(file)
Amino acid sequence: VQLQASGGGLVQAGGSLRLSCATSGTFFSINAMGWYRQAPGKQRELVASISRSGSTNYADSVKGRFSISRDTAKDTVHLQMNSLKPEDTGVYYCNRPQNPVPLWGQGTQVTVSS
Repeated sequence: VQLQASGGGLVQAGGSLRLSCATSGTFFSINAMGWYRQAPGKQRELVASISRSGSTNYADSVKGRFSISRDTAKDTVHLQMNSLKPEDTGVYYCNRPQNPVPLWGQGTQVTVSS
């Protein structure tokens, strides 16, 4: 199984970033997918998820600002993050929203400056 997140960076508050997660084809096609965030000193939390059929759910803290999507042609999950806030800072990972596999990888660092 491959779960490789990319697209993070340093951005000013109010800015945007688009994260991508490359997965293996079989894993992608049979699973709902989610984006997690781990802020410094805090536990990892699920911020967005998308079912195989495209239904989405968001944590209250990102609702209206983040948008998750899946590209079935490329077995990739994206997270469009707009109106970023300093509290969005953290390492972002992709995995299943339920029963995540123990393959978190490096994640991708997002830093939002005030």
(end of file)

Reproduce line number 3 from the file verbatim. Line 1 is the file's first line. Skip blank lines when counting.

């Protein structure tokens, strides 16, 4: 199984970033997918998820600002993050929203400056 997140960076508050997660084809096609965030000193939390059929759910803290999507042609999950806030800072990972596999990888660092 491959779960490789990319697209993070340093951005000013109010800015945007688009994260991508490359997965293996079989894993992608049979699973709902989610984006997690781990802020410094805090536990990892699920911020967005998308079912195989495209239904989405968001944590209250990102609702209206983040948008998750899946590209079935490329077995990739994206997270469009707009109106970023300093509290969005953290390492972002992709995995299943339920029963995540123990393959978190490096994640991708997002830093939002005030």